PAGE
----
The process of each personality revealing itself and controlling an individual’s actions and ideas is referred to as “switching.” Switching may take anything from a few seconds to many days. Some people seek therapy via hypnosis, in which the person’s many “alters” or personalities are more receptive to the therapist’s commands.
The following signs and symptoms may occur depending on the kind of dissociative disorder you have:
- Memory loss (amnesia) of specific time periods, episodes, persons and personal data
- A feeling of being cut off from yourself and your emotions
- A skewed and surreal view of the people and things around you
- A distorted sense of self
- Significant difficulties or stress in your relationships, job or other key aspects of your life
- Inability to handle emotional or professional stress effectively
- Mental disorders, such as depression, anxiety, and suicidal thoughts and actions
The Diagnostic and Statistical Manual of Mental Disorders (DSM-5) issued by the American Psychiatric Association defines three main dissociative disorders.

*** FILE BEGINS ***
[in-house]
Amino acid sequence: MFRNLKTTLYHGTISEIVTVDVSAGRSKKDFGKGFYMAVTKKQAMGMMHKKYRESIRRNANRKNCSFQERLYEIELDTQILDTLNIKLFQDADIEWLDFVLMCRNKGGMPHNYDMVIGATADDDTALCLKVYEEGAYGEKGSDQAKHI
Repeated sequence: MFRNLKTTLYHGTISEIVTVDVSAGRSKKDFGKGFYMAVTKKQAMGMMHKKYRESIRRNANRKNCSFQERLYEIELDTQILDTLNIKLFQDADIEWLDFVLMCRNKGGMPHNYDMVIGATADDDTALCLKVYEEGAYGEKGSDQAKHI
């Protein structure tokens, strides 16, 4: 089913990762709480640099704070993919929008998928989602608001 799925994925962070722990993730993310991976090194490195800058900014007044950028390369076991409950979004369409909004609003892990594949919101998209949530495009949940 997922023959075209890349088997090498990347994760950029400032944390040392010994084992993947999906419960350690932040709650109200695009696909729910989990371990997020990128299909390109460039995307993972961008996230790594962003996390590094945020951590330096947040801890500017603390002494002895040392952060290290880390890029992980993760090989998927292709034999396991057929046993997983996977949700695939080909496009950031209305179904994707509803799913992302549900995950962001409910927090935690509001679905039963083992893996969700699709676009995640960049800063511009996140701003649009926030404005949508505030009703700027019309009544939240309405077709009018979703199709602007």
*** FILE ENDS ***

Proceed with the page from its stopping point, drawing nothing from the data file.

Dissociative amnesia: The primary symptom is significant memory loss that isn’t caused by a medical issue. You can’t remember details about yourself, events, or people in your life, particularly if it happened during a stressful period. Dissociative amnesia may be confined to events in a particular time frame, such as severe fighting, or it can be more uncommon total memory loss. It may sometimes include travel or a disoriented wandering away from your life (dissociative fugue). Amnesia typically strikes abruptly and lasts minutes, hours, or, in rare cases, months or years.
Dissociative identity disorder: This condition, formerly known as multiple personality disorder, is marked by the “switching” of identities. You may sense the presence of two or more individuals speaking or living within your mind, as well as the feeling of being possessed by other personalities. Each identity may have its name, personal history, and features, such as evident voice, gender, mannerisms, and even physical characteristics such as the necessity for spectacles. There are also variations in how one identity is acquainted with the others. Dissociative identity disorder is often accompanied by dissociative amnesia and dissociative fugue.